We left our hotel in Entebbe at 0630 and drove to the airport where we had an easy time checking in and going through security. Our flight to South Sudan was mostly uneventful with the exception of a violent thunderstorm that bounced us around more than usual.

By 1230 we had landed in Yei and were on our way to the “Captain’s House,” our quarters for the next 10 days. We were welcomed and had a nice lunch before going through an introductory briefing on what to expect during our time here.

After a little downtime to rest and unpack the entire team drove to Grace House, a small orphanage started by the United Methodists less than 3 years ago, but already a model for child care in this area. Grace is an acronym for God Receives All Children Equally. and is home to about 30 beautiful, happy children.

It was a delightful visit and was a great introduction to our time here. Tomorrow we will worship with a local congregation and take it easy. Then on Monday we all split up to our assigned tasks. It’s going to be fun.

Again, more to come.

First Broad Street UMC

Let us not be satisfied with just giving money. Money is not enough, money can be got, but they need your hearts to love them. So, spread your love everywhere you go; first of all in your own home. Give love to your children, to your wife or husband, to the next-door neighbor. — Mother Teresa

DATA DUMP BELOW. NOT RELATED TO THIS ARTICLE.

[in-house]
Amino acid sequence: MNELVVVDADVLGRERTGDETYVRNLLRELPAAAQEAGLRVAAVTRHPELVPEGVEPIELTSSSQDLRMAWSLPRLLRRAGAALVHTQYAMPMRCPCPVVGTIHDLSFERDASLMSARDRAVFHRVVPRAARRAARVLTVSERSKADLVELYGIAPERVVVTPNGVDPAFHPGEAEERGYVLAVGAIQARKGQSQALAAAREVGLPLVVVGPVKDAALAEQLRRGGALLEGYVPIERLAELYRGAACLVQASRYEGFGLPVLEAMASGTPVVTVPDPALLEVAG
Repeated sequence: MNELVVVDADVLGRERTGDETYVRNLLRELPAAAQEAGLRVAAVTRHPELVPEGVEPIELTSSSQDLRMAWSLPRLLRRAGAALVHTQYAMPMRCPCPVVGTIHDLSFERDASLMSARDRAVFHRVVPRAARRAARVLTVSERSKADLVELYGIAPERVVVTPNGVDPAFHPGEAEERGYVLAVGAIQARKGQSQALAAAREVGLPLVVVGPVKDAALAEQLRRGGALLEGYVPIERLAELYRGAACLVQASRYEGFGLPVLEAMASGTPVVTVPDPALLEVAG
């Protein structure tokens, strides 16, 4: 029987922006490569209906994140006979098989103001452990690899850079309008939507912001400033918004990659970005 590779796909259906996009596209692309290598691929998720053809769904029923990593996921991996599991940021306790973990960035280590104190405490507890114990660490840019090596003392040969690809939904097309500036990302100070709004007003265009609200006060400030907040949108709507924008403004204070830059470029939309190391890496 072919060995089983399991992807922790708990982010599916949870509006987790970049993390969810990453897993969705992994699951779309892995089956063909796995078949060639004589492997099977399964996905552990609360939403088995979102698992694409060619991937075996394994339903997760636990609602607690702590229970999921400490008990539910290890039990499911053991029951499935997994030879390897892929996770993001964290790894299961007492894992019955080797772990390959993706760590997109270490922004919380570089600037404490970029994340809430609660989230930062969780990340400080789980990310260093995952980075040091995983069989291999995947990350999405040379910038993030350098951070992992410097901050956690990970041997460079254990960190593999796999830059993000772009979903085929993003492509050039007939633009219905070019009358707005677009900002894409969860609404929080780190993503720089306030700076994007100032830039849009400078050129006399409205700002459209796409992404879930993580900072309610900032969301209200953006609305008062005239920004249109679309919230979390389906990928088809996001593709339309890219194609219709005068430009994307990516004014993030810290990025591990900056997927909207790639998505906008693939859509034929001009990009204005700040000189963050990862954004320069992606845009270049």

This past weekend I had the privilege to participate in the annual Mission Celebration at First Broad Street United Methodist Church in Kingsport, Tennessee. They’re a group of folks that would bring a smile to Mother Teresa’s face.

I had been a workshop leader at last year’s Celebration so I was excited to have the opportunity to join the congregation once again. Last year’s event was so thoroughly impressive I couldn’t imagine it could be better this year. I was wrong. This year’s Mission Celebration was even better than last year’s.

Hundred of folks interested, engaged and excited about mission opportunities spent Friday afternoon through Sunday in workshops, seminars and presentations describing all the mission work in which the First Broad Street United Methodist Church is actively involved.

I spoke several times during the weekend. The church was filled with displays of mission and ministry and there were several large rooms of fair-trade crafts from church mission partners both abroad and here in the US.

One of the highlights of this year’s celebration was the Stop Hunger meal packaging event where everyone joined together to package over 20,000 meals in only 90 minutes. Everyone was overwhelmed at the ease of accomplishing such a feat and touched at the impact their effort would make on behalf of hungry school kids in Haiti. I am sure that more meals will be packaged at next year’s Celebration.

The members of First Broad Street United Methodist Church understand that they have the power to change the world. The congregation is actively involved in dozens of missions. They are working in numerous locations in their own city of Kingsport. But they are also touching lives through their mission outreach in other areas of Tennessee, North Carolina and in the far corners of the world such as South Sudan.

First Broad Street United Methodist Church gets it. They aren’t satisfied with just writing checks. They have a heart for missions that’s as big as the world and they are spreading God’s love everywhere they go.